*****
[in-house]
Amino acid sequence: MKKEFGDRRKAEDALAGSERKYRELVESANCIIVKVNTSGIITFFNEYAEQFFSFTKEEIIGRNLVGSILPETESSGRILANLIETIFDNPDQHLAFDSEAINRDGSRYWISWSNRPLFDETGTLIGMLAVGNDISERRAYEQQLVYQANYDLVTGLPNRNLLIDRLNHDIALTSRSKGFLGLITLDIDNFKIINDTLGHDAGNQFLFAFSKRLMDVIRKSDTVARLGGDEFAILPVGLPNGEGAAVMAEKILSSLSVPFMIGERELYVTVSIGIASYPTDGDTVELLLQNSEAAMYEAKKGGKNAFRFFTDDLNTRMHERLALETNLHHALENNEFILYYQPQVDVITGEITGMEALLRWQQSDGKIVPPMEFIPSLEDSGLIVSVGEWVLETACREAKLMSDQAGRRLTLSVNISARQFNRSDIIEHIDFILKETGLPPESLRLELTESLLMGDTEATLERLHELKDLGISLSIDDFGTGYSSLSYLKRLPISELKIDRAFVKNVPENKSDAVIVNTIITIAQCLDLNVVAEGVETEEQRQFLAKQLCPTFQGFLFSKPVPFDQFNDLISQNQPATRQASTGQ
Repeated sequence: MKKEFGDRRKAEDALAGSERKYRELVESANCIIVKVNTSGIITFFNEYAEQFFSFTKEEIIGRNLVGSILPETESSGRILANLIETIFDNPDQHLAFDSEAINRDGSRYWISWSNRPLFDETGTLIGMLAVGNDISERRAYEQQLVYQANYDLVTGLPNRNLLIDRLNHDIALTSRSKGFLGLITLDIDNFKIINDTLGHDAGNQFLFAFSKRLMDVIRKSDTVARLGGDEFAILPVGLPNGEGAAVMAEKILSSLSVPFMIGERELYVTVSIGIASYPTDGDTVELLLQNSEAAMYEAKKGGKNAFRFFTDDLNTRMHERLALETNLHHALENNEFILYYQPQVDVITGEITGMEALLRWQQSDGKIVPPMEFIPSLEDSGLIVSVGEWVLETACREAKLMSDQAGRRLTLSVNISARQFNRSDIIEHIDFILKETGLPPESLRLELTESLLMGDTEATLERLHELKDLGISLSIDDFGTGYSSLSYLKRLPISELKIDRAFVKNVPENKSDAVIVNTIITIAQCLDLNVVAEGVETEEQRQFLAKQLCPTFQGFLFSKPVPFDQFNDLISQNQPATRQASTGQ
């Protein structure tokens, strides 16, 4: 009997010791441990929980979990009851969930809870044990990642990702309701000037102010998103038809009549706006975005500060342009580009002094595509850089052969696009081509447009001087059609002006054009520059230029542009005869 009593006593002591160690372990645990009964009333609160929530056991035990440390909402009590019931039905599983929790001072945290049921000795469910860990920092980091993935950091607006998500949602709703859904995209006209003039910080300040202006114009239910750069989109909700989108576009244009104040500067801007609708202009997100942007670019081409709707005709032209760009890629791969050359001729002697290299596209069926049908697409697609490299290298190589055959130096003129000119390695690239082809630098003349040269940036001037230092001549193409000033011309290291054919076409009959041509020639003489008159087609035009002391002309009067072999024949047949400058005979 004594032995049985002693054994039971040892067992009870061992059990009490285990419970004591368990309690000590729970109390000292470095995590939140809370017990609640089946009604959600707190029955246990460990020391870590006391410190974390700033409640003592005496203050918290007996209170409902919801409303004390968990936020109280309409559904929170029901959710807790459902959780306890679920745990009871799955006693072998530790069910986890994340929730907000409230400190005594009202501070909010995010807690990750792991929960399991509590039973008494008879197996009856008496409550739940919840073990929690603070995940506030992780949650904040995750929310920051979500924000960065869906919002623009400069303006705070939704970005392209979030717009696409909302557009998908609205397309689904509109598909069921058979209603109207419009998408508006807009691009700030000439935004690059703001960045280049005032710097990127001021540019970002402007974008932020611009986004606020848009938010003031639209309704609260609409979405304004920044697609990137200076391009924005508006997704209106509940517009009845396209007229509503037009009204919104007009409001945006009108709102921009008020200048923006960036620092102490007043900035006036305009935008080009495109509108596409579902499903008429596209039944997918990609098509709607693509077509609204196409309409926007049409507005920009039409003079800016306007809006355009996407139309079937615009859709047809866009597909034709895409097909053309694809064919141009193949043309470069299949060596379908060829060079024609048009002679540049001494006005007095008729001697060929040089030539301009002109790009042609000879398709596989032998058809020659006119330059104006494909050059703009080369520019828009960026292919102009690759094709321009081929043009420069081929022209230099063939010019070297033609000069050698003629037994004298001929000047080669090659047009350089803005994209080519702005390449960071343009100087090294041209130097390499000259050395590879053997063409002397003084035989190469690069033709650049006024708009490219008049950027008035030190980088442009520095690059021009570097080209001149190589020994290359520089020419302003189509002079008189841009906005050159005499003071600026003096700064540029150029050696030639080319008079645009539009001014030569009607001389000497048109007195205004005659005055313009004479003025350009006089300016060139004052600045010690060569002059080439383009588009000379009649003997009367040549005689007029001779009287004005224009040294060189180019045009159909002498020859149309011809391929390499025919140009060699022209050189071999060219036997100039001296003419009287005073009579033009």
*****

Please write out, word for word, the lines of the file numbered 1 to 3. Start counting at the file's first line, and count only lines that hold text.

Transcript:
[in-house]
Amino acid sequence: MKKEFGDRRKAEDALAGSERKYRELVESANCIIVKVNTSGIITFFNEYAEQFFSFTKEEIIGRNLVGSILPETESSGRILANLIETIFDNPDQHLAFDSEAINRDGSRYWISWSNRPLFDETGTLIGMLAVGNDISERRAYEQQLVYQANYDLVTGLPNRNLLIDRLNHDIALTSRSKGFLGLITLDIDNFKIINDTLGHDAGNQFLFAFSKRLMDVIRKSDTVARLGGDEFAILPVGLPNGEGAAVMAEKILSSLSVPFMIGERELYVTVSIGIASYPTDGDTVELLLQNSEAAMYEAKKGGKNAFRFFTDDLNTRMHERLALETNLHHALENNEFILYYQPQVDVITGEITGMEALLRWQQSDGKIVPPMEFIPSLEDSGLIVSVGEWVLETACREAKLMSDQAGRRLTLSVNISARQFNRSDIIEHIDFILKETGLPPESLRLELTESLLMGDTEATLERLHELKDLGISLSIDDFGTGYSSLSYLKRLPISELKIDRAFVKNVPENKSDAVIVNTIITIAQCLDLNVVAEGVETEEQRQFLAKQLCPTFQGFLFSKPVPFDQFNDLISQNQPATRQASTGQ
Repeated sequence: MKKEFGDRRKAEDALAGSERKYRELVESANCIIVKVNTSGIITFFNEYAEQFFSFTKEEIIGRNLVGSILPETESSGRILANLIETIFDNPDQHLAFDSEAINRDGSRYWISWSNRPLFDETGTLIGMLAVGNDISERRAYEQQLVYQANYDLVTGLPNRNLLIDRLNHDIALTSRSKGFLGLITLDIDNFKIINDTLGHDAGNQFLFAFSKRLMDVIRKSDTVARLGGDEFAILPVGLPNGEGAAVMAEKILSSLSVPFMIGERELYVTVSIGIASYPTDGDTVELLLQNSEAAMYEAKKGGKNAFRFFTDDLNTRMHERLALETNLHHALENNEFILYYQPQVDVITGEITGMEALLRWQQSDGKIVPPMEFIPSLEDSGLIVSVGEWVLETACREAKLMSDQAGRRLTLSVNISARQFNRSDIIEHIDFILKETGLPPESLRLELTESLLMGDTEATLERLHELKDLGISLSIDDFGTGYSSLSYLKRLPISELKIDRAFVKNVPENKSDAVIVNTIITIAQCLDLNVVAEGVETEEQRQFLAKQLCPTFQGFLFSKPVPFDQFNDLISQNQPATRQASTGQ